Jarome Iginla

Iginla’s already being asked about his upcoming UFA status


The NHL board of governors hasn’t even voted on the new CBA yet, but the fact that there will be a season is enough to once again spark the question: What does the future hold for Jarome Iginla?

He’s scheduled to become an unrestricted free agent this summer and he’ll turn 36 on July 1.

Anything can happen, especially in a shortened campaign, but the Calgary Flames aren’t regarded as a current or emerging Stanley Cup contender. Given that, Iginla might end up getting traded or simply chose to leave when his contract’s up.

“I didn’t expect that question so early. Yeah, it’s right back at it,” Iginla said in a Calgary Sun report.

“I’m really just excited to get playing again and have that opportunity to play in the NHL and compete here in Calgary.

“It would be my preference to stay here, for sure, and play on a good team, which I believe we will be, and to win here.”

The good news for the Flames is that if they do struggle out of the gate and decide that it’s finally time to trade Iginla, they will have a new tool at their disposal.

The CBA will give teams the ability to retain part of its player’s salary and/or cap hit when he’s traded. That would make Iginla’s prorated $7 million cap hit much easier for a contender to absorb and could allow Calgary to milk better prospects or picks out of any potential deal.

In the short-term though, Iginla has other things on his mind.

“I know it’s going to take some time to win some fans back, but for us in Calgary, the best thing we can do as a team is come out, be exciting and play hard and win,” Iginla said.

“Hopefully they come out and enjoy that, but I definitely understand how ticked off fans have been and they have that right to be. It’s totally understandable.”

Sens demote former first-rounder Puempel

Matt Puempel
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Looks like Matt Puempel won’t be making the leap after all.

Puempel, the subject of Ottawa’s “looking to make the leap” profile during our Team of the Day series, has been sent down to AHL Binghamton one day prior to the Sens’ opener against Buffalo.

Puempel, taken by Ottawa in the first round (24th overall) at the ’11 draft, made his big-league debut last season and looked as though he’d stick around — only to suffer a high ankle sprain after 13 games, and miss the rest of the season.

The 22-year-old came into this year’s camp looking to secure a full-time position at the big league level, but was beaten out by Shane Prince for the final forward spot on the roster.

To be fair, contract status probably played a role. Prince would’ve had to clear waivers to get down to Bingo, whereas Puempel didn’t.

A former 30-goal scorer in the American League, Puempel is expected to get another look with Ottawa this season.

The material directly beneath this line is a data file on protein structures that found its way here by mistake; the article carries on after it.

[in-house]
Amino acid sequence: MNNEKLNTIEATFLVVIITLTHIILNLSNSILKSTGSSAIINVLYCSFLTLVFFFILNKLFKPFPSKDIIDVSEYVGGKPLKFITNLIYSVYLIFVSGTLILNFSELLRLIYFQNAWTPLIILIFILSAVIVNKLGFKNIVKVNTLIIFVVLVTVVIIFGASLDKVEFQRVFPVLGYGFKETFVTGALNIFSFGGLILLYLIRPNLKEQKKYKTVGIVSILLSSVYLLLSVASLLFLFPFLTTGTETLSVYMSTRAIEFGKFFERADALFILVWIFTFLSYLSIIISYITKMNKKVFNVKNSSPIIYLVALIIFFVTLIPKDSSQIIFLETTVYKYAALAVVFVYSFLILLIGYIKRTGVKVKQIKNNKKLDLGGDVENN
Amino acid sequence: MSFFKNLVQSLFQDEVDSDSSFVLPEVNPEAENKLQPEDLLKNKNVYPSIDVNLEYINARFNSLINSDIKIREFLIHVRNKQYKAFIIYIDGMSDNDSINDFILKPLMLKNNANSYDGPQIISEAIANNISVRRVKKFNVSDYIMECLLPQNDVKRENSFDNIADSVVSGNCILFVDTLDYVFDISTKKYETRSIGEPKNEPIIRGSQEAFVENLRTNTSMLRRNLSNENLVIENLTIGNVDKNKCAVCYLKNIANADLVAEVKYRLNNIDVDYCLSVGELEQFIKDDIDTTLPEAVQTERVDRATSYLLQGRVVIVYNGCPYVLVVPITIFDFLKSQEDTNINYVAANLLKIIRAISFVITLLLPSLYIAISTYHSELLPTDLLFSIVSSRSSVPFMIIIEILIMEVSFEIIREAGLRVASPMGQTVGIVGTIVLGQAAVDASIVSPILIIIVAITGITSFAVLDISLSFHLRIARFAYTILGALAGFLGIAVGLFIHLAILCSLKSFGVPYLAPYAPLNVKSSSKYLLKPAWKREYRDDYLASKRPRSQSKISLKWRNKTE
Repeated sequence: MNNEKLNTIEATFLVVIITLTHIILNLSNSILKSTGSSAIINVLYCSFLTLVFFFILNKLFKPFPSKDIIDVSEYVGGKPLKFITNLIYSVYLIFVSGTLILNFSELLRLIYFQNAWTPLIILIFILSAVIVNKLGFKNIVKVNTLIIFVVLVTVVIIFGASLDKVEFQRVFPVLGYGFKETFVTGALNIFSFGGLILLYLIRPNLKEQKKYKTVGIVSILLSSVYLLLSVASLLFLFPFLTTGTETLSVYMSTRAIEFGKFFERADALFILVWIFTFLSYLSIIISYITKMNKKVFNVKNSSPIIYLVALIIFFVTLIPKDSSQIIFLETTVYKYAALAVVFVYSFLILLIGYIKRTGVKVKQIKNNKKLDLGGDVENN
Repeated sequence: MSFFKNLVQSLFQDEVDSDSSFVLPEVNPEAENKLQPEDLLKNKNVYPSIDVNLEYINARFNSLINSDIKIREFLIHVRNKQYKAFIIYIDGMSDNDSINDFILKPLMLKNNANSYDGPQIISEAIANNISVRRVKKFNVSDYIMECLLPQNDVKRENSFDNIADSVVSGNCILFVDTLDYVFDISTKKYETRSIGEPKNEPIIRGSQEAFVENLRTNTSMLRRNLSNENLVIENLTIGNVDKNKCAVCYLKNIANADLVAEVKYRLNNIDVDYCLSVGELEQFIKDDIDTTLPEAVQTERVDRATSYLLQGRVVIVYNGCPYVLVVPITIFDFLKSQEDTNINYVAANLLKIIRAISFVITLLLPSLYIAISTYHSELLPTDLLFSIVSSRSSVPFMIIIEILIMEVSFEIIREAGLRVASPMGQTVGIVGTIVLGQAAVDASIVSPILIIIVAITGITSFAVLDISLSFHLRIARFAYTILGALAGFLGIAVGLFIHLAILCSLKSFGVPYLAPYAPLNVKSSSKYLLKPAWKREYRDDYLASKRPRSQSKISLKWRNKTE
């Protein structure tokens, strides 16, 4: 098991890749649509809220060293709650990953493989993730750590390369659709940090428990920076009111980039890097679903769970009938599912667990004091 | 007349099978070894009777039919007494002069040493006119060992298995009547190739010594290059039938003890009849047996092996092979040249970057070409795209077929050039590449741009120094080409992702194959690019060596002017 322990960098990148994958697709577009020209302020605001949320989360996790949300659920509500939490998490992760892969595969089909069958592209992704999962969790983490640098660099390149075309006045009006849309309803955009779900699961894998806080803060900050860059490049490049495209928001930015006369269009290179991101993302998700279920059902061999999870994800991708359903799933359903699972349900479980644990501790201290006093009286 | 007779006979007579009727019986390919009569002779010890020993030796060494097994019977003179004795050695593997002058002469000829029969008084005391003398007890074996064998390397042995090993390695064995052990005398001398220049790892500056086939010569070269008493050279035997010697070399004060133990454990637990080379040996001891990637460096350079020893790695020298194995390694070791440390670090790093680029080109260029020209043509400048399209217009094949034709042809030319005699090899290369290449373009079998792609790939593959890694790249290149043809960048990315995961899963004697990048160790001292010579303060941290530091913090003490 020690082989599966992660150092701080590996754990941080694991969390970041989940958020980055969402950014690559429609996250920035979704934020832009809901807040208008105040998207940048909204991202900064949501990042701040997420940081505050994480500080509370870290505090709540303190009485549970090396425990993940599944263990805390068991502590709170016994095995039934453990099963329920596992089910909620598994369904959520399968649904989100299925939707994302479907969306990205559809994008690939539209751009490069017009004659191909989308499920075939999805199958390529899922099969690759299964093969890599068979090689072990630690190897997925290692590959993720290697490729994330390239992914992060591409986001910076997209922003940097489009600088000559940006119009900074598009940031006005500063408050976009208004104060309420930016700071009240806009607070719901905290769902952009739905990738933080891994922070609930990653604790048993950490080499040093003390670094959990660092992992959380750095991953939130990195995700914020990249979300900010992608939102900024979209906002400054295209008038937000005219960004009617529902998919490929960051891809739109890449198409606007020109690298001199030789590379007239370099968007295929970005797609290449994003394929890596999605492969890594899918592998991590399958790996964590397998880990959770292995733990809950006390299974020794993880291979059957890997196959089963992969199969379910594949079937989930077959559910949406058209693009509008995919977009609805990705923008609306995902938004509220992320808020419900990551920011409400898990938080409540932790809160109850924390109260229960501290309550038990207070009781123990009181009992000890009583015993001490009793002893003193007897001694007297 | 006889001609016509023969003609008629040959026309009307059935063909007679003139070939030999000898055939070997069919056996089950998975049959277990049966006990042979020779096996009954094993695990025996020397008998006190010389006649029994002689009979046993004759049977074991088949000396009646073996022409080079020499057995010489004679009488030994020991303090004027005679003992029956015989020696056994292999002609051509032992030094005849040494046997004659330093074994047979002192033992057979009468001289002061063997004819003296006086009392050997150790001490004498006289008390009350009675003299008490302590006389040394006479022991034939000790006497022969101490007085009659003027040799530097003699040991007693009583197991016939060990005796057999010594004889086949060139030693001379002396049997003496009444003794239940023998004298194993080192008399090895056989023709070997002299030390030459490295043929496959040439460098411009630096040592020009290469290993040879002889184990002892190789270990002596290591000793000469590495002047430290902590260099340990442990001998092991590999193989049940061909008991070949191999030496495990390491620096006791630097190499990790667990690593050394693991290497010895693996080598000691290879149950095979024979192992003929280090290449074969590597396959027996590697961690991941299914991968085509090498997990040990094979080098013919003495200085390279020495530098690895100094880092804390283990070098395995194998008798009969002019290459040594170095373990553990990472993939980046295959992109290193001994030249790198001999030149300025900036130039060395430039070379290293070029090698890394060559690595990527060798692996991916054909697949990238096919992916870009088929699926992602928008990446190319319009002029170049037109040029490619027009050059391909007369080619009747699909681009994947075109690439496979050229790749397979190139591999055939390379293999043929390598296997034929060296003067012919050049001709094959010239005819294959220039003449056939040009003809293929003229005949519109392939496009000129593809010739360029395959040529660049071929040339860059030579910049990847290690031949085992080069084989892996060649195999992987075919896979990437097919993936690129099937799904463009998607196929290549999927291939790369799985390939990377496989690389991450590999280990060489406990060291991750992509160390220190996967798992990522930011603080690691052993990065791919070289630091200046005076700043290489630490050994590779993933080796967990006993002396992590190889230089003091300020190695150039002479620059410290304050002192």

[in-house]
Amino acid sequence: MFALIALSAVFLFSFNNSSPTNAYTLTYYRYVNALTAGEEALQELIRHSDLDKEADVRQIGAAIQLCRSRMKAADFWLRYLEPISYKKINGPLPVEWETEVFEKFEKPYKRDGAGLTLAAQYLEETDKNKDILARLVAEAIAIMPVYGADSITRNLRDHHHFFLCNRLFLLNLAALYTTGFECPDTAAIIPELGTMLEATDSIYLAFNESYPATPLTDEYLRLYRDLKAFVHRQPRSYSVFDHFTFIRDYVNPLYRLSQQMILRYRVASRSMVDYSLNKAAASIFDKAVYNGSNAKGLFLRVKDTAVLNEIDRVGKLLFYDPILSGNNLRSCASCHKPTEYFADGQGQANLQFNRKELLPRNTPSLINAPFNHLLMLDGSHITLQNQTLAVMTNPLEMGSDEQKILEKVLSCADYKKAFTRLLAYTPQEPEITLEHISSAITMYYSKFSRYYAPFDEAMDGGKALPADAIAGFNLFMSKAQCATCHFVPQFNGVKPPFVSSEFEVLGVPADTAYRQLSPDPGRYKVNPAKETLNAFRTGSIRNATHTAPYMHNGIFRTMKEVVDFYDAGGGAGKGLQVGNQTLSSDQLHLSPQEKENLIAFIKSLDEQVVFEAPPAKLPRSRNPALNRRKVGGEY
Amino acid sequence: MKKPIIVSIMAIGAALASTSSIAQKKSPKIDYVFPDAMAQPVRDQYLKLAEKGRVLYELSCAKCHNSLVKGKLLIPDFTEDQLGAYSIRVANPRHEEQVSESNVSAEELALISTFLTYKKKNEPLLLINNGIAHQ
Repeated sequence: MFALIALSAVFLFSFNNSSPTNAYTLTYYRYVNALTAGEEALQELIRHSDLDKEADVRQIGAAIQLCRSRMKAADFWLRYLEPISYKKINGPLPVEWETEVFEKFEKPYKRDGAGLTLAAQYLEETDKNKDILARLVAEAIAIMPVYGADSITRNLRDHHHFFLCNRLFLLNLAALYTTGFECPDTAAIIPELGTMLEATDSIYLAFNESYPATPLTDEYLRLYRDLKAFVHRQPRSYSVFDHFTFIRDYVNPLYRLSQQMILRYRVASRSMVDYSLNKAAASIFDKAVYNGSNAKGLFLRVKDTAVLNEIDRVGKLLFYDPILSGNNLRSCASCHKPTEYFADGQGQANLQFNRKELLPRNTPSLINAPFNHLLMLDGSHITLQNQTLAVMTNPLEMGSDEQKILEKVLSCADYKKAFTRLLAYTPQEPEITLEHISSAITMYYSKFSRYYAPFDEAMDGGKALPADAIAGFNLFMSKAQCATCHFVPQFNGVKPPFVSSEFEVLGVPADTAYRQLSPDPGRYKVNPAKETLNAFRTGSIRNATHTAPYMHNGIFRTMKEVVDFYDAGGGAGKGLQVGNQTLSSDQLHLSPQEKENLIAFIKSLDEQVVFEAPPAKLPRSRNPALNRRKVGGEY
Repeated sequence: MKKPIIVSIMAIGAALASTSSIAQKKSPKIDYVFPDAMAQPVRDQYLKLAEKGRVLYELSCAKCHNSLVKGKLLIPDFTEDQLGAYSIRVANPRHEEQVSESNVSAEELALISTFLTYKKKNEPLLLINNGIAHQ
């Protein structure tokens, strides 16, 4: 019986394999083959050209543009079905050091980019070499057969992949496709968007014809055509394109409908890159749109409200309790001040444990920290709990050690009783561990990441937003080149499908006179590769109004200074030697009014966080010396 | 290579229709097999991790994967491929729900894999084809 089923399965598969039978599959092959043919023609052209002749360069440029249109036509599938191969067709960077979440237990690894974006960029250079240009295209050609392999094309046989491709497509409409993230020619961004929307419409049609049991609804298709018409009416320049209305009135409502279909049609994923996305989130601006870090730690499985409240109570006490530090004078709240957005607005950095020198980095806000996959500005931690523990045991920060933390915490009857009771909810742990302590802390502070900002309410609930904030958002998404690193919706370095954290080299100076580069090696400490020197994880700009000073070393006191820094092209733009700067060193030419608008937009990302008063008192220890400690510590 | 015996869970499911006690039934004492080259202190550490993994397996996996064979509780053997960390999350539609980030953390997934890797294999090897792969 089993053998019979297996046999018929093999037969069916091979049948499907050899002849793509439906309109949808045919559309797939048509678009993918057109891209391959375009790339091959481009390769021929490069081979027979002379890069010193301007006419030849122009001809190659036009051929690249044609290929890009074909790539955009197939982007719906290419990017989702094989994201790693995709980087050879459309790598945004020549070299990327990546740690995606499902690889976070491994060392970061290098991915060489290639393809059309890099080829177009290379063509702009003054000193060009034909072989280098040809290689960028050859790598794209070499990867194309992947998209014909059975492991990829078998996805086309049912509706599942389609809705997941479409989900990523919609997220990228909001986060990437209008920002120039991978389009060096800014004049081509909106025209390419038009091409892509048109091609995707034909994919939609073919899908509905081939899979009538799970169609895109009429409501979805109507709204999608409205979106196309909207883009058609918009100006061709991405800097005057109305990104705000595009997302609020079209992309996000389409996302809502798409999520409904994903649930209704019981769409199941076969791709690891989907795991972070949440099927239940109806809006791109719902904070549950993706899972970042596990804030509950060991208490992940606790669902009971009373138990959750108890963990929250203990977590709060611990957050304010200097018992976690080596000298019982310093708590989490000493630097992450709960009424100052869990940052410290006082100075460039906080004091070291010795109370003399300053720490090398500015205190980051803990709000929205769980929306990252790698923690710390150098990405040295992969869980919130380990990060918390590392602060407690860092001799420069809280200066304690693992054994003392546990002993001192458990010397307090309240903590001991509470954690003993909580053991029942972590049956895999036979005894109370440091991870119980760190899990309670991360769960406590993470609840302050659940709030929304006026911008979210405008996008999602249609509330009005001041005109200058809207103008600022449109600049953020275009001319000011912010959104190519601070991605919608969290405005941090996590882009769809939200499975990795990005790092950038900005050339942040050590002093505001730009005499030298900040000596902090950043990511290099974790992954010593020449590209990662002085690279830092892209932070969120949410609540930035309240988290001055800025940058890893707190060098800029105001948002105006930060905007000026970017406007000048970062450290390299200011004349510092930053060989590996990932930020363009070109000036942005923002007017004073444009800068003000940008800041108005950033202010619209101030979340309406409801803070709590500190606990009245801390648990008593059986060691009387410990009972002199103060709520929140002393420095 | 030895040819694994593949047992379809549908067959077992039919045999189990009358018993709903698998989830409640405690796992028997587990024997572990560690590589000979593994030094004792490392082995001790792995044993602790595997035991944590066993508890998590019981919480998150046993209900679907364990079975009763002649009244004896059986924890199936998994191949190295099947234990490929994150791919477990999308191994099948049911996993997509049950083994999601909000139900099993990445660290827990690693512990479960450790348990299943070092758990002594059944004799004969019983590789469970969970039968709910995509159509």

Report: Torres won’t appeal 41-game suspension


Sounds like Raffi Torres is accepting his punishment.

Per Sportsnet, Torres won’t appeal his 41-game suspension for an illegal hit to the head of Anaheim’s Jakob Silfverberg.

The report comes just days after the NHL’s Department of Player Safety levied one of the longest disciplinary rulings in league history, citing both the severity of the Silfverberg hit and Torres’ lengthy history of suspensions, fines and warnings.

There was some thought, however, that Torres would try to challenge the ruling.


He does have a history of success in that department. In 2012,Torres successfully appealed his suspension for a headshot on Chicago’s Marian Hossa, and had his punishment reduced from 25 games to 21.

Torres also isn’t considered a “repeat offender” under the current collective bargaining agreement, as his last suspension came in 2013.

Of course, part of that clean record is due to the fact he hasn’t played much. Torres has largely been sidelined by injury for the last two seasons, missing all of last year with knee problems.

Sportsnet’s Elliotte Friedman delved further into the repeat offender thing in his latest 30 Thoughts column:

If you read the relevant sections of the CBA, the league takes the position that the repeat offender status is only applicable to fines. Repeaters are fined on a per-game basis, non-repeaters on a per-day basis. (The former is more expensive, because there are fewer games than days in an NHL season.) However, if you go to Section 18.2, among the factors taken into account are, “the status of the offender and, specifically, whether the Player has a history of being subject to Supplementary Discipline for On-Ice Conduct.”

So, in the NHL’s view, a player’s history is relevant, even if longer than 18 months ago.

Should the report prove accurate and Torres doesn’t appeal, he will be eligible to return to action on Jan. 14, when the Sharks take on the Oilers.